+ 44 (0)1285 869791
Email Us >
Thornley Kelham is privileged to have the ex-Bracco Series 1 Aurelia B20GT sitting in our workshops undergoing a painstaking restoration. Chassis B20-1010, one of 490 first series cars, came second in the 1951 Mille Miglia a matter of days after leaving the factory. This was followed by a class win (by over a lap) at Le Mans that year, various Italian race wins including the Pescara, and in November of that year, entry into the second Carrera Panamericana. In all cases it was driven by Giovanni Bracco, a wealthy privateer with close connections to Gianni Lancia. Unfortunately it crashed out on the fourth day of the Panamericana, having been in a strong position. It was subsequently sold by Bracco to a Mexican architect, Peredo, who rebuilt the car and drove it in the ’52 race, finishing 9th in class.
So how did this amazing car find its way to the Cotswolds?
It perhaps began when Wayne and I first met the eventual owner, an enthusiastic driver and serious collector of classic and vintage cars of various types – united by one factor – they have to be right. He visited us to discuss restoration work on a project he had just purchased - it was definitely a meeting of like minded enthusiasts. As he left I nodded at ’73 DLH’, the Series 3 Aurelia which I bought from Mike Jennings, and which has had significant works done to it since it featured in Niels Jonassen’s eponymous Aurelia book.
‘ If you are serious, you really ought to have an Aurelia in your collection’
“Hmm, yes, let’s wait and see”
We sensed a positive response and returned to this idea over the following weeks. We had (as ever) a couple of Aurelia project cars for sale and hoped to persuade him to take one on. Together with Mark, ace car finder and all round good guy, the idea grew, but with the feeling that finding a car with competition history would be the best option. We threw out a few feelers but, unsurprisingly given how few Aurelias with genuine racing history are out there, came up blank. Our persistence in general paid off however, when our customer agreed to commission us to undertake a full restoration of a Series 3 car, firstly with the idea of creating a Claes replica, but more sensibly agreeing eventually to a non-replica, fast road specification car.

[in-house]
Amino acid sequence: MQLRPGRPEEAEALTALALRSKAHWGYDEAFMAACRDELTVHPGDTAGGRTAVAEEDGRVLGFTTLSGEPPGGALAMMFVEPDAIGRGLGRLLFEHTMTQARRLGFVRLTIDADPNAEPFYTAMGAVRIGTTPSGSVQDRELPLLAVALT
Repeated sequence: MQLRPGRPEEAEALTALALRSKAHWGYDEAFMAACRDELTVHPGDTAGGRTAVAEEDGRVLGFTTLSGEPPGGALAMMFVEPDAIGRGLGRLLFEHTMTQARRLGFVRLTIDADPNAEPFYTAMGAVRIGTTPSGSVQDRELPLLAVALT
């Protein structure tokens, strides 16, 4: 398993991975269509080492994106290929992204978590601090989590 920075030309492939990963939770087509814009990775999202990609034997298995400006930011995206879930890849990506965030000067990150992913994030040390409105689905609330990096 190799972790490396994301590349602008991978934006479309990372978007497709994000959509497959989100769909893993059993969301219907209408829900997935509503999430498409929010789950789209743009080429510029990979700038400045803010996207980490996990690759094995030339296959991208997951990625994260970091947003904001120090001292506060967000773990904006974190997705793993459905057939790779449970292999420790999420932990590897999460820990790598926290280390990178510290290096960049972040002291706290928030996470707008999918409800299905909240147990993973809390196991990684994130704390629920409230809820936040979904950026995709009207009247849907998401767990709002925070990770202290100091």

Then out of the blue came a call from Mark. ‘Remember our search for a competition Aurelia ? Well I think I’ve found one’.
So began our incredible journey.
Mark had, months earlier, contacted (amongst others in his extensive network) an Italian friend about finding a competition Aurelia. And now he had come back to him – very excited. He explained both on the phone and in emotional emails, what he believed he had unearthed – the ’51 Mille Miglia car. Found in a garage in the USA, the Italian was in the process of arranging to ship the car back to Italy, but via the UK. Although it would be in a bonded warehouse, we would be welcome to go and view the car once it arrived. The car had been bought by the Italian, and would be sold by him.
Of course one never believes these things will work out. My thoughts went something like this: It can’t possibly be the car… it’s been missing too long….it’s a different car… it is the car, but someone else will buy it…can I buy it….we’ve got to get it…it can’t be…
“Can you get to Southend tomorrow afternoon, I’ll meet you there”? So went a call from Mark about 10 days later.
“We can see the Aurelia and try and verify if it is the real thing. Bring a camera. Don’t call anyone.”